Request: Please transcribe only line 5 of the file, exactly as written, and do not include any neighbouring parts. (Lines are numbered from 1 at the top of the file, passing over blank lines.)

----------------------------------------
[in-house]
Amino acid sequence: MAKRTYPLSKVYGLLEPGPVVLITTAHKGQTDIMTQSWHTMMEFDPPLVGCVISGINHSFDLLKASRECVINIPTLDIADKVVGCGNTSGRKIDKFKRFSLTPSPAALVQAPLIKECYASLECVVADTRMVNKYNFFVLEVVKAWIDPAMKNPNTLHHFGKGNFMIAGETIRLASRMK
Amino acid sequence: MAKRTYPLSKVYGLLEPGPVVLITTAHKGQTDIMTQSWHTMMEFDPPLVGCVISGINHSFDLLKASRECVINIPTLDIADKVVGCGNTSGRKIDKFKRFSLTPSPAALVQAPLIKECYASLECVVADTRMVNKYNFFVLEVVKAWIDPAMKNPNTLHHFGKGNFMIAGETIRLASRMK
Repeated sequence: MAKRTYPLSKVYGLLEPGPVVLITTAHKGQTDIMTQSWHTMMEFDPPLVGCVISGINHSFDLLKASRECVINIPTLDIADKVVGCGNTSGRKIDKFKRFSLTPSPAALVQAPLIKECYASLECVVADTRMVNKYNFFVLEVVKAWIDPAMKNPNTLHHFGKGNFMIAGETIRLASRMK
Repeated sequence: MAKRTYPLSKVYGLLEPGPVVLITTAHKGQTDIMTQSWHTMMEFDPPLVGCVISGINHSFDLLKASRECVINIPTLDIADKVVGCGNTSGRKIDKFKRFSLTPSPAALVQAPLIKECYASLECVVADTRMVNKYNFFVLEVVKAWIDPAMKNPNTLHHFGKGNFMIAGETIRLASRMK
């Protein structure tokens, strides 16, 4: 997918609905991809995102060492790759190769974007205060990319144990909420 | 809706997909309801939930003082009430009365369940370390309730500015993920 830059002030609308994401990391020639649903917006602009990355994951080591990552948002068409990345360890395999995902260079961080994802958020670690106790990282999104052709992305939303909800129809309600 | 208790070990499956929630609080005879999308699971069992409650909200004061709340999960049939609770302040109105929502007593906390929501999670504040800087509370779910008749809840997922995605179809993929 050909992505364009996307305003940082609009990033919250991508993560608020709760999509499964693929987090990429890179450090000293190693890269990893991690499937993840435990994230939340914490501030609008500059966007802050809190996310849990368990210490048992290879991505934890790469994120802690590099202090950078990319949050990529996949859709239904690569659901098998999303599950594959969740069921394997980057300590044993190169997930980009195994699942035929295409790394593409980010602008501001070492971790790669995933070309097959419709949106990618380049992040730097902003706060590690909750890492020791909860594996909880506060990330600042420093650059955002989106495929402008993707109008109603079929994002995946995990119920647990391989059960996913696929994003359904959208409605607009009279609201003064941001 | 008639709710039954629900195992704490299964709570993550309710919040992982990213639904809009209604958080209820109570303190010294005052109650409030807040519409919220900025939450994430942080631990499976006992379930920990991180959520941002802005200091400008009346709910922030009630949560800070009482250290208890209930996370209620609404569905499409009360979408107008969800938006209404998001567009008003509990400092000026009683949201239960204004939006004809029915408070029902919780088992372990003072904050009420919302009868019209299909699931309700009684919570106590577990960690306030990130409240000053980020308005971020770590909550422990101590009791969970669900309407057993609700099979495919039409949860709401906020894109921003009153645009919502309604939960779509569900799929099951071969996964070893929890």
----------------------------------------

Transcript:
Repeated sequence: MAKRTYPLSKVYGLLEPGPVVLITTAHKGQTDIMTQSWHTMMEFDPPLVGCVISGINHSFDLLKASRECVINIPTLDIADKVVGCGNTSGRKIDKFKRFSLTPSPAALVQAPLIKECYASLECVVADTRMVNKYNFFVLEVVKAWIDPAMKNPNTLHHFGKGNFMIAGETIRLASRMK